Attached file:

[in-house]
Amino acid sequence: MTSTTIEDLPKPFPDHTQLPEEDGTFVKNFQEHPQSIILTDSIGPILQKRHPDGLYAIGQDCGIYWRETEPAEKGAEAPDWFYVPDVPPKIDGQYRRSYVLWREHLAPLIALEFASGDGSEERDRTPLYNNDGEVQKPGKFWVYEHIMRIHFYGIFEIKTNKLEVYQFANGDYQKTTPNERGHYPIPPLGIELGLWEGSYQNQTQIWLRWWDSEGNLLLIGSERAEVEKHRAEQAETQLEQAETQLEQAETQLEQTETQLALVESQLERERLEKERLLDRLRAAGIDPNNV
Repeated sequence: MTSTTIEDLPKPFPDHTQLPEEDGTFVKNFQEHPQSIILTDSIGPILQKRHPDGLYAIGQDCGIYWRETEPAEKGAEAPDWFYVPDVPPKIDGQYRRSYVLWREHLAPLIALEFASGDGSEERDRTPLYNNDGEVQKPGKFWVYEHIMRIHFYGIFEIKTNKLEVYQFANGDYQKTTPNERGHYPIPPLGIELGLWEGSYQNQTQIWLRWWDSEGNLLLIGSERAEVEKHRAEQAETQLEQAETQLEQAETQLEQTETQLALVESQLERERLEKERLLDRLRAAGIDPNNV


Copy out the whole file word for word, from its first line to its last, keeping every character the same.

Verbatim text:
[in-house]
Amino acid sequence: MTSTTIEDLPKPFPDHTQLPEEDGTFVKNFQEHPQSIILTDSIGPILQKRHPDGLYAIGQDCGIYWRETEPAEKGAEAPDWFYVPDVPPKIDGQYRRSYVLWREHLAPLIALEFASGDGSEERDRTPLYNNDGEVQKPGKFWVYEHIMRIHFYGIFEIKTNKLEVYQFANGDYQKTTPNERGHYPIPPLGIELGLWEGSYQNQTQIWLRWWDSEGNLLLIGSERAEVEKHRAEQAETQLEQAETQLEQAETQLEQTETQLALVESQLERERLEKERLLDRLRAAGIDPNNV
Repeated sequence: MTSTTIEDLPKPFPDHTQLPEEDGTFVKNFQEHPQSIILTDSIGPILQKRHPDGLYAIGQDCGIYWRETEPAEKGAEAPDWFYVPDVPPKIDGQYRRSYVLWREHLAPLIALEFASGDGSEERDRTPLYNNDGEVQKPGKFWVYEHIMRIHFYGIFEIKTNKLEVYQFANGDYQKTTPNERGHYPIPPLGIELGLWEGSYQNQTQIWLRWWDSEGNLLLIGSERAEVEKHRAEQAETQLEQAETQLEQAETQLEQTETQLALVESQLERERLEKERLLDRLRAAGIDPNNV